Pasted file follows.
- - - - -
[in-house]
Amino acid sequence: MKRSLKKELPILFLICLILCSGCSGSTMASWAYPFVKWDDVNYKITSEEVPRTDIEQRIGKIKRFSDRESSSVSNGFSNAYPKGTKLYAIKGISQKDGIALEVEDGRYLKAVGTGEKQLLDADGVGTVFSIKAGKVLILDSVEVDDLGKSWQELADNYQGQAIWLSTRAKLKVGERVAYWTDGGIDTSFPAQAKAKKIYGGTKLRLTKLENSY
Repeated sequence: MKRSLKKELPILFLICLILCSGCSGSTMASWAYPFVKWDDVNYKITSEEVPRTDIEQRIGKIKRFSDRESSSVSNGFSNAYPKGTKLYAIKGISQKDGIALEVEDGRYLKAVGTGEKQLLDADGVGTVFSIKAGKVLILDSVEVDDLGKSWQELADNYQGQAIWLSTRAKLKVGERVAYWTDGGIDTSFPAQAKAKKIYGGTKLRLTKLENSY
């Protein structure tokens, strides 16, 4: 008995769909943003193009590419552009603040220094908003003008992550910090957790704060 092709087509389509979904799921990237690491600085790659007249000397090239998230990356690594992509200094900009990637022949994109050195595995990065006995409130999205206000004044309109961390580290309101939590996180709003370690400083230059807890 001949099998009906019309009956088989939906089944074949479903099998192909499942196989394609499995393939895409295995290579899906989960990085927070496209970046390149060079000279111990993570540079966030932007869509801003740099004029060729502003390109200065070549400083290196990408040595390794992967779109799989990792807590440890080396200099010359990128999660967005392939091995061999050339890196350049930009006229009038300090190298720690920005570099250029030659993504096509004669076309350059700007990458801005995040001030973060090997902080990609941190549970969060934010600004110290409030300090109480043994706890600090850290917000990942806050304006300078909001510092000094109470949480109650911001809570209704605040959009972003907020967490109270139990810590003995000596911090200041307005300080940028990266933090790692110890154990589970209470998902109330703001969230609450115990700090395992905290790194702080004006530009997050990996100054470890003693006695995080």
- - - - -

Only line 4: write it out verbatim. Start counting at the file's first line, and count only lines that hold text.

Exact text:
């Protein structure tokens, strides 16, 4: 008995769909943003193009590419552009603040220094908003003008992550910090957790704060 092709087509389509979904799921990237690491600085790659007249000397090239998230990356690594992509200094900009990637022949994109050195595995990065006995409130999205206000004044309109961390580290309101939590996180709003370690400083230059807890 001949099998009906019309009956088989939906089944074949479903099998192909499942196989394609499995393939895409295995290579899906989960990085927070496209970046390149060079000279111990993570540079966030932007869509801003740099004029060729502003390109200065070549400083290196990408040595390794992967779109799989990792807590440890080396200099010359990128999660967005392939091995061999050339890196350049930009006229009038300090190298720690920005570099250029030659993504096509004669076309350059700007990458801005995040001030973060090997902080990609941190549970969060934010600004110290409030300090109480043994706890600090850290917000990942806050304006300078909001510092000094109470949480109650911001809570209704605040959009972003907020967490109270139990810590003995000596911090200041307005300080940028990266933090790692110890154990589970209470998902109330703001969230609450115990700090395992905290790194702080004006530009997050990996100054470890003693006695995080």